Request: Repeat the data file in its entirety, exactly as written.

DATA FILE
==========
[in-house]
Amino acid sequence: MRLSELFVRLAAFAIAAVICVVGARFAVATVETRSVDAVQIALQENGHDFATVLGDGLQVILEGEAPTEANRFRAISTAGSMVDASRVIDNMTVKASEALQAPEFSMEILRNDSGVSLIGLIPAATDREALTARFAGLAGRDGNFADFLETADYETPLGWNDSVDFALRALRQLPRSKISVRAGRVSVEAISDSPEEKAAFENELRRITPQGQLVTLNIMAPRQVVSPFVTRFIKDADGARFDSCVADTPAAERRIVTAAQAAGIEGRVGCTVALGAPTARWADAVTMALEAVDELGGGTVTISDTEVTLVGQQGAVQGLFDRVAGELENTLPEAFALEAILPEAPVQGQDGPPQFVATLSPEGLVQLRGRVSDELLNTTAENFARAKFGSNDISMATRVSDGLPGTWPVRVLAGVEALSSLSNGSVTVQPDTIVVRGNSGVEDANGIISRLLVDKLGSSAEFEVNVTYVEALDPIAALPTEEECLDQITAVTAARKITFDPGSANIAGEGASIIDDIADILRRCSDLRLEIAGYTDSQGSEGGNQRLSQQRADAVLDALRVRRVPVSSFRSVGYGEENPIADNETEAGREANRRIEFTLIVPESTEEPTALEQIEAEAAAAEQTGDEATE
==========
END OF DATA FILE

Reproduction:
[in-house]
Amino acid sequence: MRLSELFVRLAAFAIAAVICVVGARFAVATVETRSVDAVQIALQENGHDFATVLGDGLQVILEGEAPTEANRFRAISTAGSMVDASRVIDNMTVKASEALQAPEFSMEILRNDSGVSLIGLIPAATDREALTARFAGLAGRDGNFADFLETADYETPLGWNDSVDFALRALRQLPRSKISVRAGRVSVEAISDSPEEKAAFENELRRITPQGQLVTLNIMAPRQVVSPFVTRFIKDADGARFDSCVADTPAAERRIVTAAQAAGIEGRVGCTVALGAPTARWADAVTMALEAVDELGGGTVTISDTEVTLVGQQGAVQGLFDRVAGELENTLPEAFALEAILPEAPVQGQDGPPQFVATLSPEGLVQLRGRVSDELLNTTAENFARAKFGSNDISMATRVSDGLPGTWPVRVLAGVEALSSLSNGSVTVQPDTIVVRGNSGVEDANGIISRLLVDKLGSSAEFEVNVTYVEALDPIAALPTEEECLDQITAVTAARKITFDPGSANIAGEGASIIDDIADILRRCSDLRLEIAGYTDSQGSEGGNQRLSQQRADAVLDALRVRRVPVSSFRSVGYGEENPIADNETEAGREANRRIEFTLIVPESTEEPTALEQIEAEAAAAEQTGDEATE